During the Civil War, much of rural North Carolina was resistant to seceding from the Union and, as a result, the state was the final state to secede. Still, many citizens, including the peaceable Quakers of Randolph County resisted joining the butternut ranks. Recruiters were sent to these areas to nudge and sometimes force the inhabitants to join. One particular recruiter in this area earned the nickname, “The Hunter,” for his harsh methods.  He rounded up a group of Quaker boys, tied them roughly and marched them to Wilmington to join the army, but a few escaped and returned, bedraggled to their rural homes. When the recruiter returned, this group of escaped boys shot him outside of his cabin at Purgatory Mountain. His malevolent spirit is still supposedly stalking the crags of his mountain home.

Sources

  • Barefoot, Daniel W. North Carolina’s Haunted Hundred, Vol. 2: Piedmont Phantoms. Winston-Salem, NC, John F. Blair, 2002.
  • North Carolina Zoo. Wikipedia, the Free Encyclopedia. Accessed 11 April 2012.

Carter House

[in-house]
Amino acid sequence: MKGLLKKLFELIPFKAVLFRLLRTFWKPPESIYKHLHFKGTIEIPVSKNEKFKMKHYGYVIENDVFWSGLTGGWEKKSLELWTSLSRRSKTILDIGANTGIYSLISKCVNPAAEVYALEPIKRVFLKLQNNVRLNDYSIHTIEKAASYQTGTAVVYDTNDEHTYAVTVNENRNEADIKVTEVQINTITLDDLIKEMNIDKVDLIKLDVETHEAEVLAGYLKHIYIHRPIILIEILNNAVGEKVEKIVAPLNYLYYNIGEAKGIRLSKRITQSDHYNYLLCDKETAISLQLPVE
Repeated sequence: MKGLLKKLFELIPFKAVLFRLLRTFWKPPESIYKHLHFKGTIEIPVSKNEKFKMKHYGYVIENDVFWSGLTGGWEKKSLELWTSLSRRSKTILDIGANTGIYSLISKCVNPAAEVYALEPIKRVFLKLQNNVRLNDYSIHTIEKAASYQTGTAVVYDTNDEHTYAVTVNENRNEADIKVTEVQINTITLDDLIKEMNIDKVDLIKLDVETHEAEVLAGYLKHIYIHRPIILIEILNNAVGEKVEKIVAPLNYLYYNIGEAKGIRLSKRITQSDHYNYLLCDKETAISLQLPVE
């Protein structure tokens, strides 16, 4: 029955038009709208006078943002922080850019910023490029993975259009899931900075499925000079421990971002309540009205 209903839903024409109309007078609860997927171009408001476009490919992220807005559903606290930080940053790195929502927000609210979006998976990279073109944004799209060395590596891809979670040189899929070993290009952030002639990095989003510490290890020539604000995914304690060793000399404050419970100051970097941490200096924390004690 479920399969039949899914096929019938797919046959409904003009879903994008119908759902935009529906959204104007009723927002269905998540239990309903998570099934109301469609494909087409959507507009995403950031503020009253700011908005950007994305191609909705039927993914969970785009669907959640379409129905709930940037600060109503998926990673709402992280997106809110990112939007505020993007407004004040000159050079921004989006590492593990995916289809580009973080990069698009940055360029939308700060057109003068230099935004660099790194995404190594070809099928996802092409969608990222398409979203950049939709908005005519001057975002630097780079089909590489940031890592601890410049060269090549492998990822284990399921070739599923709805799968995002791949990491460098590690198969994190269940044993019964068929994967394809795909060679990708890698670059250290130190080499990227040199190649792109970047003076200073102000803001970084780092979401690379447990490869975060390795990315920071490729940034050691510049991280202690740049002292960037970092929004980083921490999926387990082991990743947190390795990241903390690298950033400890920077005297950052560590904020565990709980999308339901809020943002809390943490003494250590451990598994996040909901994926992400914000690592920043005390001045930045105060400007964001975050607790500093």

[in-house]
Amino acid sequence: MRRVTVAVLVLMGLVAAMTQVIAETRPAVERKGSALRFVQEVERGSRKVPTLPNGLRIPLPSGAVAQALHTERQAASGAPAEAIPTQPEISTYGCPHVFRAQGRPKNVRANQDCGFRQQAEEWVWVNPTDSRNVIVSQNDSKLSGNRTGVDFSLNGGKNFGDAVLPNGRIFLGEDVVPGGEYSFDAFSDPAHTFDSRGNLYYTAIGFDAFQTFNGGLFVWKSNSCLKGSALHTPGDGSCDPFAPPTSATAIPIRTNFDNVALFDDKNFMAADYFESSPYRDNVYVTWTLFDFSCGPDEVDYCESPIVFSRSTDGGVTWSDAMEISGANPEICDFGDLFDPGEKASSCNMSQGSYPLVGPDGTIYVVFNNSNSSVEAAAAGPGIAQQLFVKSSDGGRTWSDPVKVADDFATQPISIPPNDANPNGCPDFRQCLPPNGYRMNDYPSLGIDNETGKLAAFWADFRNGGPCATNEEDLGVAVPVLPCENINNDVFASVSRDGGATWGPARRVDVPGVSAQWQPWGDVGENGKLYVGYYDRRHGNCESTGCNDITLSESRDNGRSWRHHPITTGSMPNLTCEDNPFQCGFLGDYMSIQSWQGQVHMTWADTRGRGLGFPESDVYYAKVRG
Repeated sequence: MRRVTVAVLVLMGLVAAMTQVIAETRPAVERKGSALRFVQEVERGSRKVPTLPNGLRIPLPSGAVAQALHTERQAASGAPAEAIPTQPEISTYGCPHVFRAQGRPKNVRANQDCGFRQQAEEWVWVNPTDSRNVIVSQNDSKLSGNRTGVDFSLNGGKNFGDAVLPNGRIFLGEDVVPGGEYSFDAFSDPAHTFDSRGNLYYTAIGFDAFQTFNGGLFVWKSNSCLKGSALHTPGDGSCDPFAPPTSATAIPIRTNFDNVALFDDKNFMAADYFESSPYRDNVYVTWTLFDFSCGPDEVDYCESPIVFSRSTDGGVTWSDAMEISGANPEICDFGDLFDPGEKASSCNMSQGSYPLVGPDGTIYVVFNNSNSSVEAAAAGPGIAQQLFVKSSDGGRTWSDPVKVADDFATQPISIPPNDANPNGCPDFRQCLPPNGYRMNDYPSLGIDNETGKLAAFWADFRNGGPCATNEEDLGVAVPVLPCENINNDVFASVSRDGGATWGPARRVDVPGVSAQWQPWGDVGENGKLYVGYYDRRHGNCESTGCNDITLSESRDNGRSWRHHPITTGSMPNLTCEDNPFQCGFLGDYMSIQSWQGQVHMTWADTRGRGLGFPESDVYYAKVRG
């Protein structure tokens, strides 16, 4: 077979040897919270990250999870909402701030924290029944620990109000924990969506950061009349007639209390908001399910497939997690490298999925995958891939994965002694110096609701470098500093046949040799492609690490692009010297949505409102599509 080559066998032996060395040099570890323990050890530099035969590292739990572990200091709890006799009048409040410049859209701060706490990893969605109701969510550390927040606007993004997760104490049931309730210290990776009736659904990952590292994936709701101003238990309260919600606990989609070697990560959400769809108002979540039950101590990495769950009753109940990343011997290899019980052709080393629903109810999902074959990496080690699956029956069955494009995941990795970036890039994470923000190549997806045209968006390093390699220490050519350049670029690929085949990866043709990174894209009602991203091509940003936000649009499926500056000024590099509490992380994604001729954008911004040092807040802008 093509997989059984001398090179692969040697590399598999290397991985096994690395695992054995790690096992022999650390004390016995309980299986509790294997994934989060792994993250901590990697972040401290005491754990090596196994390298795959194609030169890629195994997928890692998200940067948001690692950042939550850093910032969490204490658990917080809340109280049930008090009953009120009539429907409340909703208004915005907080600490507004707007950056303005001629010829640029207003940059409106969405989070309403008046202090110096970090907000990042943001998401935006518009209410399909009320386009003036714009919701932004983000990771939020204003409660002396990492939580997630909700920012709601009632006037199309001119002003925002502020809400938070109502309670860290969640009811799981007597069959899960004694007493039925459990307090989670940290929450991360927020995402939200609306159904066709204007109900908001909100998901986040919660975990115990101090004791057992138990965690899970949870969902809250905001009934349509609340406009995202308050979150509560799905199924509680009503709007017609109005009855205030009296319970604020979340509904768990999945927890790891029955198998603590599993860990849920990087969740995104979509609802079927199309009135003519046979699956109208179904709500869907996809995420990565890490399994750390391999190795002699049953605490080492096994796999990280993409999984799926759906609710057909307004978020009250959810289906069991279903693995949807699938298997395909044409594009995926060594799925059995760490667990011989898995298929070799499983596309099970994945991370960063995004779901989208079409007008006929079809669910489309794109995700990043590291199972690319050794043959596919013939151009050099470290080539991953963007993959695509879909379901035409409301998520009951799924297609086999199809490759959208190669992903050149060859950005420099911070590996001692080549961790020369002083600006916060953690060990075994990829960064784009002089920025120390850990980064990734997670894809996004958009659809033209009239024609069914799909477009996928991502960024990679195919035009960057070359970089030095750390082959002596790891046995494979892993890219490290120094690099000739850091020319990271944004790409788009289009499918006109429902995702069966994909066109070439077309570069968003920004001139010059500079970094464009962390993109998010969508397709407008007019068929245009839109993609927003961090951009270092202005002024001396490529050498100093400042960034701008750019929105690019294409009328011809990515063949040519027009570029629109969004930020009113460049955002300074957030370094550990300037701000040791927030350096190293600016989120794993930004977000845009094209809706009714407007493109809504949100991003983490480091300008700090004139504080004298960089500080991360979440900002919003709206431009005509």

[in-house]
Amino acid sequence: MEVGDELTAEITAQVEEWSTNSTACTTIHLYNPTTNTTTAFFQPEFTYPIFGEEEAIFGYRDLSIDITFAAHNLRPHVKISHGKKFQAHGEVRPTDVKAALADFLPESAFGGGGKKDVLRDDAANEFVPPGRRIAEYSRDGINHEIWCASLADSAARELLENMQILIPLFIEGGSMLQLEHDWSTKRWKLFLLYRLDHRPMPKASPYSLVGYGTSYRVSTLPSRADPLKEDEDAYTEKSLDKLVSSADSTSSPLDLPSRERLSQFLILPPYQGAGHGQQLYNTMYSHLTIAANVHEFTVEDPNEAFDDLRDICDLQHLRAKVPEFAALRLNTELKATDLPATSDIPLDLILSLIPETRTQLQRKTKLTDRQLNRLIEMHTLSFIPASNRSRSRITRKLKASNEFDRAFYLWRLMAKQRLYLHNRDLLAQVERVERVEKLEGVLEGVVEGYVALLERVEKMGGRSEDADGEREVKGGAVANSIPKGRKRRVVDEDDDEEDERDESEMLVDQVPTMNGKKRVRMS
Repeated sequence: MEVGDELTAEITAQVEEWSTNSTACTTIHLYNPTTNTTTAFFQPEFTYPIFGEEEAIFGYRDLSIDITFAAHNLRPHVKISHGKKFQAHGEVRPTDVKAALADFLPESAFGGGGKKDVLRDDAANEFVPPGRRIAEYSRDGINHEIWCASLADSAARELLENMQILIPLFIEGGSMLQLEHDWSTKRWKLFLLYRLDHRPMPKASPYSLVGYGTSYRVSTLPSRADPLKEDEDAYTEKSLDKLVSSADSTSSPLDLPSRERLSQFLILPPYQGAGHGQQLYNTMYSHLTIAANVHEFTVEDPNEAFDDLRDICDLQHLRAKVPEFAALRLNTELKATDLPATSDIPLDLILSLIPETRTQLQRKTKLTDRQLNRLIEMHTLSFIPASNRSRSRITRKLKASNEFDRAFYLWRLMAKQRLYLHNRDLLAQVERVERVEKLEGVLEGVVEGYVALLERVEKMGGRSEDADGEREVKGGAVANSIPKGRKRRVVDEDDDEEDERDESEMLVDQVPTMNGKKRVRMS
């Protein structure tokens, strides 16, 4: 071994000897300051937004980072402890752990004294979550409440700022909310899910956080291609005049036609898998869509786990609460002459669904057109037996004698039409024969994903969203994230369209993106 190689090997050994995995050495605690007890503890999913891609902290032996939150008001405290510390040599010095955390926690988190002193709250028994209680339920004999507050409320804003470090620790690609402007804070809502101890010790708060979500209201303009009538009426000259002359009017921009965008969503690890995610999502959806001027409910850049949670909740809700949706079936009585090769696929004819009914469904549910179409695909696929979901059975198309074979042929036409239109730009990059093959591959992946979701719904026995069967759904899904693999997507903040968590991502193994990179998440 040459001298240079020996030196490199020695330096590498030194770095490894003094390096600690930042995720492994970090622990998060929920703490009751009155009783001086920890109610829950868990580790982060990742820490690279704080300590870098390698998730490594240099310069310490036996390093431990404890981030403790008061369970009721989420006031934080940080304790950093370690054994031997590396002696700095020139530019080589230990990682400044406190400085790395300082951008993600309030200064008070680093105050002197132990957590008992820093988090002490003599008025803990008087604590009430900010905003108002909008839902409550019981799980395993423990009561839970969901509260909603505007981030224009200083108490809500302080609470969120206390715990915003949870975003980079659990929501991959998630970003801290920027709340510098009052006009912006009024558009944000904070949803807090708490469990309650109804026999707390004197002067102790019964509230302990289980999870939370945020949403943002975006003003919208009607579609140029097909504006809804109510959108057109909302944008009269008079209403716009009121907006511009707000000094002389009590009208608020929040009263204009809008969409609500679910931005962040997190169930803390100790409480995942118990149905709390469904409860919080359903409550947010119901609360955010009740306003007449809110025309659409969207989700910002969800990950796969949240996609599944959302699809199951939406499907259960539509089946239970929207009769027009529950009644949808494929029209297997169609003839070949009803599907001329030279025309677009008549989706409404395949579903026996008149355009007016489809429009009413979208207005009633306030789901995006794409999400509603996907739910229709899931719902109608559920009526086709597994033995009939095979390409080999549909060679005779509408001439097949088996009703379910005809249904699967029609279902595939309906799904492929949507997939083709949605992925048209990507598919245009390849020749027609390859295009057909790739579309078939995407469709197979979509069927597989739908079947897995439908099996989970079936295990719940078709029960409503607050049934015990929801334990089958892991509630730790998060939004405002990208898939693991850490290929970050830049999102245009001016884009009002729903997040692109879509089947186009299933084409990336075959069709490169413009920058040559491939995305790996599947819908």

1140 Columbia Avenue
Franklin, Tennessee

By some accounts, the Battle of Franklin, November 30, 1864, was one of the bloodiest battles of the war. Some historians have even deemed it the “Gettysburg of the South.” Fought right on the edge of the town of Franklin, the battle hit very close to the home front and absolutely hammered the farm of the Carter family which was located at the center of the main defensive line. During the furious fighting, the Carters, neighbors and slaves cowered in the basement of the house, emerging after the battle to witness the carnage spread through their yard and around their house. The house and outbuildings still bear bullet holes, attesting to their experience.

Fanny Courtney Carter, who was 8 years old when the battle overtook her family’s farm, later recalled the day following the battle: “Early the next morning after the Battle I went to the field. The sight was dreadful. It seemed I could scarcely move for fear of stepping on men either dead or wounded. Some were clod and stiff, others with the lifeblood ebbing out, unconscious of all around, while others were writing in agony and calling ‘Water! Water!’ I can hear them even now.” Fanny’s brother, Tod, who had enlisted in the Confederate army was found some yards from the house, his body riddled with eight bullets, but still clinging to life. The family brought him into the parlor of his home where he died on December 2.